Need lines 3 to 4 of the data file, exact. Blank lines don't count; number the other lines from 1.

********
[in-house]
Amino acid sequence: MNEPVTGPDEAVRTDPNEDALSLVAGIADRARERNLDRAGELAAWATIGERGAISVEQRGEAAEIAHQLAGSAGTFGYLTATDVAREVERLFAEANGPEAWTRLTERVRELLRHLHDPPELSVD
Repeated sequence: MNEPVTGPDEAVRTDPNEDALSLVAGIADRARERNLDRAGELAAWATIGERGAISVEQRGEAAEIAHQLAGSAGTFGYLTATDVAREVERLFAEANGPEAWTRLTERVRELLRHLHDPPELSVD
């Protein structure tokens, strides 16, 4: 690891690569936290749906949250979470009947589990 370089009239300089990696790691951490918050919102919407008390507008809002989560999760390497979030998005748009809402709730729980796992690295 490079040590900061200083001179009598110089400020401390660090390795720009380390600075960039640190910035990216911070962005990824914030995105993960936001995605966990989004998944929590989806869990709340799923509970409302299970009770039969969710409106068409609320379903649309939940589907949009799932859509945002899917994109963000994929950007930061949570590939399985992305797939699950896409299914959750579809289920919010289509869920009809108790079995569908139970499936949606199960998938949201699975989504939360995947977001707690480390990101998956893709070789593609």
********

Repeated sequence: MNEPVTGPDEAVRTDPNEDALSLVAGIADRARERNLDRAGELAAWATIGERGAISVEQRGEAAEIAHQLAGSAGTFGYLTATDVAREVERLFAEANGPEAWTRLTERVRELLRHLHDPPELSVD
């Protein structure tokens, strides 16, 4: 690891690569936290749906949250979470009947589990 370089009239300089990696790691951490918050919102919407008390507008809002989560999760390497979030998005748009809402709730729980796992690295 490079040590900061200083001179009598110089400020401390660090390795720009380390600075960039640190910035990216911070962005990824914030995105993960936001995605966990989004998944929590989806869990709340799923509970409302299970009770039969969710409106068409609320379903649309939940589907949009799932859509945002899917994109963000994929950007930061949570590939399985992305797939699950896409299914959750579809289920919010289509869920009809108790079995569908139970499936949606199960998938949201699975989504939360995947977001707690480390990101998956893709070789593609």